Bad Power Cable - Almost Destroys Gear

Friday, April 18th, 2014 | 11:05 pm and filed in Gear.

This is yet another one of the various nightmares one can encounter when dealing with audio hardware. While patching my Eurorack modular rig into a tube mic pre, I felt the light buzz of an electric current passing through my fingers. Obviously, this is not a good sign, and it means something is terribly wrong. After disconnecting everything except power, I tested for voltages across grounds and discovered a 120V AC difference between the tube amp ground and the Eurorack case. As it turns out, the problem was the IEC power cable… yes, that unassuming three conductor cord that connects to the power main was at fault!

A continuity test revealed that this cord is essentially cross wired. This means the Neutral from the mains is connected to the Load of the IEC connector and the Load (Live wire) from the mains is connected to the Neutral. In the photo above, you can see continuity between the Load contact and the Neutral on the IEC connector. Even with the synth switched off, power was running into the system, and a bit of current was finding it’s way to the panels and case.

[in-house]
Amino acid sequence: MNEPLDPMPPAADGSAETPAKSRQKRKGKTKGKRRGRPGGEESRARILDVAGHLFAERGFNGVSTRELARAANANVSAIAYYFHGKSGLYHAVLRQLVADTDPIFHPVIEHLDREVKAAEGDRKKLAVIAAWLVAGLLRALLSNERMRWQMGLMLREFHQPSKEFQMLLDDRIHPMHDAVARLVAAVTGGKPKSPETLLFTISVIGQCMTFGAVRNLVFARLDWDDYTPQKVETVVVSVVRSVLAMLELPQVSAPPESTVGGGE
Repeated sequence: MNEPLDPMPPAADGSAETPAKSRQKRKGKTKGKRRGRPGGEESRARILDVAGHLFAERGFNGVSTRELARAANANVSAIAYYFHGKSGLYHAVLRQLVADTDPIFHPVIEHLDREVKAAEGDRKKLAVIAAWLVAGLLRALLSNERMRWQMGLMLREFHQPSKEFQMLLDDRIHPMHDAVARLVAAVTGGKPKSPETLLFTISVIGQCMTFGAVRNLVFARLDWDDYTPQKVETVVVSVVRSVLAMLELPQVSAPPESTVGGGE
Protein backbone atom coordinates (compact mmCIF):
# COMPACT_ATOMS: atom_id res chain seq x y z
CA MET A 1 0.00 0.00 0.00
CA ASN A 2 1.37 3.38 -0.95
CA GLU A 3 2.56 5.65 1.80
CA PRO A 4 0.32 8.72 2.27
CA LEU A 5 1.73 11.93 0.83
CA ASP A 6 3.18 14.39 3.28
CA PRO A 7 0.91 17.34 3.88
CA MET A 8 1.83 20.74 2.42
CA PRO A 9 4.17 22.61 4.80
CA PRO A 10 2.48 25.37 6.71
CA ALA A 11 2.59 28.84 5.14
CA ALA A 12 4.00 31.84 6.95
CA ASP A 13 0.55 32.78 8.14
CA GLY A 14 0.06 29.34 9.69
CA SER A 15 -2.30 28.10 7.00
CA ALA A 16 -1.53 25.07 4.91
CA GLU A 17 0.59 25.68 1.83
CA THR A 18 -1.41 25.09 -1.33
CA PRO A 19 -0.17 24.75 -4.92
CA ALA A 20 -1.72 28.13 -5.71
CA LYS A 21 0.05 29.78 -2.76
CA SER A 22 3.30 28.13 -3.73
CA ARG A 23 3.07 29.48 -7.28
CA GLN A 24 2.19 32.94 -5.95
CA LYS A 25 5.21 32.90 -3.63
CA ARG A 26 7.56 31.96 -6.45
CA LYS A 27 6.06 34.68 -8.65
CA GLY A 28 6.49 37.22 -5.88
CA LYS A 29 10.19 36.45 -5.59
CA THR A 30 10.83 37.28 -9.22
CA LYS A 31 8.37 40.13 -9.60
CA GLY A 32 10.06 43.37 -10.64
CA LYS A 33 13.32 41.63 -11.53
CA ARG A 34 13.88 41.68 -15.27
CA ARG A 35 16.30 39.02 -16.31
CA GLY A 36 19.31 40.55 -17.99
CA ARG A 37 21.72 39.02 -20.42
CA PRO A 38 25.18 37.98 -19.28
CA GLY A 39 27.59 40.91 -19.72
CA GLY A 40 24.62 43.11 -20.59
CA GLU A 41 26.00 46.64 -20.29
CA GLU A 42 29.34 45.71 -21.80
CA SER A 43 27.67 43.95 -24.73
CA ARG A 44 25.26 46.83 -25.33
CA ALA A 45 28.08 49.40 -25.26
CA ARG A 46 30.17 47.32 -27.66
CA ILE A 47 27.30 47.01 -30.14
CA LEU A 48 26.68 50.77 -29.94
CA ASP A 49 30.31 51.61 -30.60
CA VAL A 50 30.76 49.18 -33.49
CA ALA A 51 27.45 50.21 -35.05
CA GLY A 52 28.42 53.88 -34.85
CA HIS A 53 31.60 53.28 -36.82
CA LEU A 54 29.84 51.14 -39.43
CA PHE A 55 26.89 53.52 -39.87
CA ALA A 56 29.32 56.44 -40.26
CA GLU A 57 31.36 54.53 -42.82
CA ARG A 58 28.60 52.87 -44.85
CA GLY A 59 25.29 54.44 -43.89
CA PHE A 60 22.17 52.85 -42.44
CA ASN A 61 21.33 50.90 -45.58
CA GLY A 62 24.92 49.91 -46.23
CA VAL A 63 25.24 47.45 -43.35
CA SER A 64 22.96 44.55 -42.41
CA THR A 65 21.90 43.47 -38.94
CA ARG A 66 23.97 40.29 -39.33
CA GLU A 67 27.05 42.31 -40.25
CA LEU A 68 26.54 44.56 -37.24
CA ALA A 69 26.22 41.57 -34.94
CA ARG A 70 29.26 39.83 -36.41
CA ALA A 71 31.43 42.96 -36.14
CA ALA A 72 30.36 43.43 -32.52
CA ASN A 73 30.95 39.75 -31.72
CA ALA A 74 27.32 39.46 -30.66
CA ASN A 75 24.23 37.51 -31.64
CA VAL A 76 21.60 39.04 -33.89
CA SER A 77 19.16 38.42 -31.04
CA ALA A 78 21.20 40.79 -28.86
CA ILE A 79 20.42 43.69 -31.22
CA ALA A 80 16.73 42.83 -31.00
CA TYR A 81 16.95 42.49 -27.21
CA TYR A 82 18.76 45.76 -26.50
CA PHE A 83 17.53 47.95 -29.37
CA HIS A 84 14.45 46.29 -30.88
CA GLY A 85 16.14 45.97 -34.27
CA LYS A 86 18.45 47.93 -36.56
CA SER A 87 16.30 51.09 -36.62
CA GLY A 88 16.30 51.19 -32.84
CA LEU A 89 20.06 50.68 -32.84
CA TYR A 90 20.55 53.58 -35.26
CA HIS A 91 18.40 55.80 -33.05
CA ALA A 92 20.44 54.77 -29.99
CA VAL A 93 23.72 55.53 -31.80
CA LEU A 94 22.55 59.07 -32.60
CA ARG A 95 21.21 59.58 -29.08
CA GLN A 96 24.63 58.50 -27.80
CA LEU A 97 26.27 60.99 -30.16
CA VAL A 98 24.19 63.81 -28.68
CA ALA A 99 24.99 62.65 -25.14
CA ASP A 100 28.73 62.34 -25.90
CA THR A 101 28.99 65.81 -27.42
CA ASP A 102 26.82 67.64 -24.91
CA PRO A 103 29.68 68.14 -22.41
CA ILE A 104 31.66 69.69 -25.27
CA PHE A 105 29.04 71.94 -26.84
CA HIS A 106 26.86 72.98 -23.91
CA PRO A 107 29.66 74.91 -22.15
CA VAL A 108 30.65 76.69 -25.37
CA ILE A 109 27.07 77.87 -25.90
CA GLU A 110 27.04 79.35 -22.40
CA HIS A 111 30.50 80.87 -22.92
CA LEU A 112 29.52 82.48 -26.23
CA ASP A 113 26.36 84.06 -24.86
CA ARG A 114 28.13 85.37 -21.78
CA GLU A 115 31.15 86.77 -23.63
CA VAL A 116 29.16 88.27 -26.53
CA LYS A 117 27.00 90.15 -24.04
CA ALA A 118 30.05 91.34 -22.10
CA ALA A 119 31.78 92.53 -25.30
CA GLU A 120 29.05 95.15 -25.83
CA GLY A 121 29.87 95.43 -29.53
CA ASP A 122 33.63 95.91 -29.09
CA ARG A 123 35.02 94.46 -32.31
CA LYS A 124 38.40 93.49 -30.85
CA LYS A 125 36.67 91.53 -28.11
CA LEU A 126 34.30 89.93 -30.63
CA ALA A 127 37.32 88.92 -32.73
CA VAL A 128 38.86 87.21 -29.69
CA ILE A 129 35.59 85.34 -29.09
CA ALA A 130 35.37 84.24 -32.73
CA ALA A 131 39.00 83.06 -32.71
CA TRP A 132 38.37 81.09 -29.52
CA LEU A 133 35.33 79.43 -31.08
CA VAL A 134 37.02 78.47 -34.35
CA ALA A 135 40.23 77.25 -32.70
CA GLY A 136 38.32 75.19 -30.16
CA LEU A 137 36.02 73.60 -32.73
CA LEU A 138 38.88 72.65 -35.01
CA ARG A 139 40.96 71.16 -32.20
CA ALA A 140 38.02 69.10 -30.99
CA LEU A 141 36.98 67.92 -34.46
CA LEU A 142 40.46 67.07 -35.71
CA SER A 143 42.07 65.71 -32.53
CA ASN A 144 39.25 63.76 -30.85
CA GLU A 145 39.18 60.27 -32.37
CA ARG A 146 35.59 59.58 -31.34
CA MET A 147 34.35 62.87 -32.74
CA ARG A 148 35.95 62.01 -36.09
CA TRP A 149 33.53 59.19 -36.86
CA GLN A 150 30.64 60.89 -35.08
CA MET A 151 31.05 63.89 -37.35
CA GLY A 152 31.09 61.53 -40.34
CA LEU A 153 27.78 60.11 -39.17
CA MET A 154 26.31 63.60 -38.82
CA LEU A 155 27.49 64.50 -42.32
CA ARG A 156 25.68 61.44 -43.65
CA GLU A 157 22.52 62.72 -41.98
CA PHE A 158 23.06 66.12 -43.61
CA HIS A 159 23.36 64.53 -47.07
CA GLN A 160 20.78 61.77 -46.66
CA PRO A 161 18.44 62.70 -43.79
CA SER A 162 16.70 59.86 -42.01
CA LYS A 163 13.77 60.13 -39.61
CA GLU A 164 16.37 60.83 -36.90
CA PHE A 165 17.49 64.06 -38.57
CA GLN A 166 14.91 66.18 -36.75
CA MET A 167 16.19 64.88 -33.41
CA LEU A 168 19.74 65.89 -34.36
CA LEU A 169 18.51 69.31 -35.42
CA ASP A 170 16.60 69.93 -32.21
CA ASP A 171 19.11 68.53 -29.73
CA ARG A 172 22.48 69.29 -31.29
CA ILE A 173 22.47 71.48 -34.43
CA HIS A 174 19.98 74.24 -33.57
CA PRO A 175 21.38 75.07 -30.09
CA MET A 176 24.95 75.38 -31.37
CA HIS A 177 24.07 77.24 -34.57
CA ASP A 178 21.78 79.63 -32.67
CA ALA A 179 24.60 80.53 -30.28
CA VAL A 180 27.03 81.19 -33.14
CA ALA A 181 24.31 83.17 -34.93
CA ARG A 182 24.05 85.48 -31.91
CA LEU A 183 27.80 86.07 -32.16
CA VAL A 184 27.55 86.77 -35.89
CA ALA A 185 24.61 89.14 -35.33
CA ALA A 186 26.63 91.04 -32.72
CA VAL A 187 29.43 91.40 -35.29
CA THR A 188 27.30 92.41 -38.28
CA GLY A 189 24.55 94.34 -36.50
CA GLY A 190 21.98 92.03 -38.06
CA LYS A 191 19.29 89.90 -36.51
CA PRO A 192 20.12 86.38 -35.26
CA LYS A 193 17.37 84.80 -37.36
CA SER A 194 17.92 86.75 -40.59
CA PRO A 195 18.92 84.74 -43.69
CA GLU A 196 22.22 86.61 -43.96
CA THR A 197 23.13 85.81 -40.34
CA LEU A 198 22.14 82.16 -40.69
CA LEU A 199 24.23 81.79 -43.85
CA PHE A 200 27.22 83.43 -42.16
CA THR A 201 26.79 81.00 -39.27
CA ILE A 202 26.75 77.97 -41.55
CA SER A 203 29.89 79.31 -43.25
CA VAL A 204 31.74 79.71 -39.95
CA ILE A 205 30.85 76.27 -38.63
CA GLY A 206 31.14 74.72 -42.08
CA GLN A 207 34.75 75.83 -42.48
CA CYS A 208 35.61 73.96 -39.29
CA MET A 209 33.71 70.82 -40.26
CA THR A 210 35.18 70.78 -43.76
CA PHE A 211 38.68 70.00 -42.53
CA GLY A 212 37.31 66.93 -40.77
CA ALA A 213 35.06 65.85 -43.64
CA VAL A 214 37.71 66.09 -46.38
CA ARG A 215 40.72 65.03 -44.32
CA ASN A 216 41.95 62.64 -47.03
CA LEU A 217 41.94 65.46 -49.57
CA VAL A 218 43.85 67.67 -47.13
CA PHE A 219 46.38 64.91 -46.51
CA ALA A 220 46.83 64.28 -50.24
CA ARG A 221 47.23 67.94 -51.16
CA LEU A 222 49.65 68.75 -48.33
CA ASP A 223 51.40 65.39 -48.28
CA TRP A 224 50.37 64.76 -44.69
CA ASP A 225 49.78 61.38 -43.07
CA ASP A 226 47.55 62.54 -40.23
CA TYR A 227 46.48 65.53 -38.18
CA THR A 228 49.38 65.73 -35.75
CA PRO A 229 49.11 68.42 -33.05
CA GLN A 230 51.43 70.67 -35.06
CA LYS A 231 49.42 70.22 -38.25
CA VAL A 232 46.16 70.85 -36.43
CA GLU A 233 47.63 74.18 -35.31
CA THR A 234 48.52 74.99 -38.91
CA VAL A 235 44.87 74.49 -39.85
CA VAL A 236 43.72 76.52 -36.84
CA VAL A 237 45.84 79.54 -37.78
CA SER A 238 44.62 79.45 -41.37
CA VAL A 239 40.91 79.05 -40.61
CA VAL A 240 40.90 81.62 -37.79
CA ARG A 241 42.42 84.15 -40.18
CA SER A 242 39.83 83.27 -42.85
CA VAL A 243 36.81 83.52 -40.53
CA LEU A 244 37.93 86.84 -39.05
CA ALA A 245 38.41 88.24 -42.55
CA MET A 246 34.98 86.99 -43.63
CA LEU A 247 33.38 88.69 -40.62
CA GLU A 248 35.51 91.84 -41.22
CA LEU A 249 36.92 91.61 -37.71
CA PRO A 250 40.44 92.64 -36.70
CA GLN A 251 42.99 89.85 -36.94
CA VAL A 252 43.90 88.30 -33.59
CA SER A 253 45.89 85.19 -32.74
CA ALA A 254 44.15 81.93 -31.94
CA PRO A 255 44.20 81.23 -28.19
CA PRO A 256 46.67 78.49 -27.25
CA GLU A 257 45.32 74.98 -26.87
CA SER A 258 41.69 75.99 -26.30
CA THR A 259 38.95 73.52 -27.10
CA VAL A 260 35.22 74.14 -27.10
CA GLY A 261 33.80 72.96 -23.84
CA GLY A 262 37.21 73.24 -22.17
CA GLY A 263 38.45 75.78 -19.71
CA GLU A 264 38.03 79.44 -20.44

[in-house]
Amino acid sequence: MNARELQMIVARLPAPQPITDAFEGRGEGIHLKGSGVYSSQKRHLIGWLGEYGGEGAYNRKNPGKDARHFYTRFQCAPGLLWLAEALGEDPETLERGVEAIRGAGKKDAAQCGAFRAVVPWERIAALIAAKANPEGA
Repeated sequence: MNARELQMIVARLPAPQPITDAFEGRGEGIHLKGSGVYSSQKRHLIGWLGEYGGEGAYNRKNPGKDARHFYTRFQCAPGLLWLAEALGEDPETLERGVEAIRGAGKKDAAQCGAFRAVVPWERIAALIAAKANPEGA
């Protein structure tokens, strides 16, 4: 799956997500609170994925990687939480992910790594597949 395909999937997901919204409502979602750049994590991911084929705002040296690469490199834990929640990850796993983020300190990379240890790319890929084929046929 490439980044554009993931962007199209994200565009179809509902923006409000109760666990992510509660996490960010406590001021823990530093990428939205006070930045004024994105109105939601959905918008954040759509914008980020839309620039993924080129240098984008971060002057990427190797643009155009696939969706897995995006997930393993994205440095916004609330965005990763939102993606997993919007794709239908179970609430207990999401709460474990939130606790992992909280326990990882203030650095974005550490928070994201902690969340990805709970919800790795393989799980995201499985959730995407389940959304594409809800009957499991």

Unfortunately, I have no idea how this cable was acquired. It was just in the box of power cords, and presumably correctly assembled (how the heck can you mess up 3 connections?) The cord is labeled, “PVC YOUZHI DIANXIAN 3C RVV 300/300V,” and it’s missing the country of origin. A quick websearch reveals that it was manufactured in China, and YOUZHI DIANXIAN is known for other substandard cable products.

The good news is that the synth and tube amp are fine, but i ran into problems with some other audio gear. A few components are blown (again) in my monitor control system, and I need to check on some vintage compressors. I’m just lucky that it didn’t cause more severe problems like data loss or death :-/

Cable has been properly destroyed, and is ready for recycling! Moral of the story: always use the IEC cable supplied with the gear or test the contacts to make sure they are not crossed before you connect to the mains.

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